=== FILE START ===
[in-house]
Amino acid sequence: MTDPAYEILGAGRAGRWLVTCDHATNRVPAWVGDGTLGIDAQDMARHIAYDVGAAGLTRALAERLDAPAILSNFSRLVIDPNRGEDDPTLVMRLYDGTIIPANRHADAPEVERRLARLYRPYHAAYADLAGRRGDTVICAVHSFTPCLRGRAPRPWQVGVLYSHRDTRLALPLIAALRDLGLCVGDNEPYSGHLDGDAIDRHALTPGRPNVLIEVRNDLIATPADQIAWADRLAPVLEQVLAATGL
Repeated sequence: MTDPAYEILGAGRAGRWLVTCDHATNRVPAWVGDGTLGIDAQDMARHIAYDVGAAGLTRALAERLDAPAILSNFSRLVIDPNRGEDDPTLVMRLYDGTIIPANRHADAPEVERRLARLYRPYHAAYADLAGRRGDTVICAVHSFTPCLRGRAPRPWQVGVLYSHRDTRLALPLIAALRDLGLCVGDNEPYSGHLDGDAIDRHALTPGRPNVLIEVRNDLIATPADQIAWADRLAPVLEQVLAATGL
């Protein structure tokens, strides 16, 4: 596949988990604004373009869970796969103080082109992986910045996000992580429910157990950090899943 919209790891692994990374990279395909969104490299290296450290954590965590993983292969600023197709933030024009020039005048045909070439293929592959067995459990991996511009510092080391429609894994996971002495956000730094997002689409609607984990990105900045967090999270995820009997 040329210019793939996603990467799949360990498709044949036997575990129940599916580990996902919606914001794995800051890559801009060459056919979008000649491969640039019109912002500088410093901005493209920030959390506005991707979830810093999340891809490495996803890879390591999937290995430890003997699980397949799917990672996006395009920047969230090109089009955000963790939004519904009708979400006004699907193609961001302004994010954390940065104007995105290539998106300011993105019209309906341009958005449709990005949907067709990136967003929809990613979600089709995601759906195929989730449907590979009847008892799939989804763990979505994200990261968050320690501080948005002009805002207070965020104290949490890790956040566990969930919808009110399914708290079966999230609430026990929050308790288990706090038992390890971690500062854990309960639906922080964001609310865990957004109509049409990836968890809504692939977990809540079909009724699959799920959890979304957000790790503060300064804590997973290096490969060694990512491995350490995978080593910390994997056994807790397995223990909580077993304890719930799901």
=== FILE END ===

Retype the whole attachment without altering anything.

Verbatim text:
[in-house]
Amino acid sequence: MTDPAYEILGAGRAGRWLVTCDHATNRVPAWVGDGTLGIDAQDMARHIAYDVGAAGLTRALAERLDAPAILSNFSRLVIDPNRGEDDPTLVMRLYDGTIIPANRHADAPEVERRLARLYRPYHAAYADLAGRRGDTVICAVHSFTPCLRGRAPRPWQVGVLYSHRDTRLALPLIAALRDLGLCVGDNEPYSGHLDGDAIDRHALTPGRPNVLIEVRNDLIATPADQIAWADRLAPVLEQVLAATGL
Repeated sequence: MTDPAYEILGAGRAGRWLVTCDHATNRVPAWVGDGTLGIDAQDMARHIAYDVGAAGLTRALAERLDAPAILSNFSRLVIDPNRGEDDPTLVMRLYDGTIIPANRHADAPEVERRLARLYRPYHAAYADLAGRRGDTVICAVHSFTPCLRGRAPRPWQVGVLYSHRDTRLALPLIAALRDLGLCVGDNEPYSGHLDGDAIDRHALTPGRPNVLIEVRNDLIATPADQIAWADRLAPVLEQVLAATGL
């Protein structure tokens, strides 16, 4: 596949988990604004373009869970796969103080082109992986910045996000992580429910157990950090899943 919209790891692994990374990279395909969104490299290296450290954590965590993983292969600023197709933030024009020039005048045909070439293929592959067995459990991996511009510092080391429609894994996971002495956000730094997002689409609607984990990105900045967090999270995820009997 040329210019793939996603990467799949360990498709044949036997575990129940599916580990996902919606914001794995800051890559801009060459056919979008000649491969640039019109912002500088410093901005493209920030959390506005991707979830810093999340891809490495996803890879390591999937290995430890003997699980397949799917990672996006395009920047969230090109089009955000963790939004519904009708979400006004699907193609961001302004994010954390940065104007995105290539998106300011993105019209309906341009958005449709990005949907067709990136967003929809990613979600089709995601759906195929989730449907590979009847008892799939989804763990979505994200990261968050320690501080948005002009805002207070965020104290949490890790956040566990969930919808009110399914708290079966999230609430026990929050308790288990706090038992390890971690500062854990309960639906922080964001609310865990957004109509049409990836968890809504692939977990809540079909009724699959799920959890979304957000790790503060300064804590997973290096490969060694990512491995350490995978080593910390994997056994807790397995223990909580077993304890719930799901």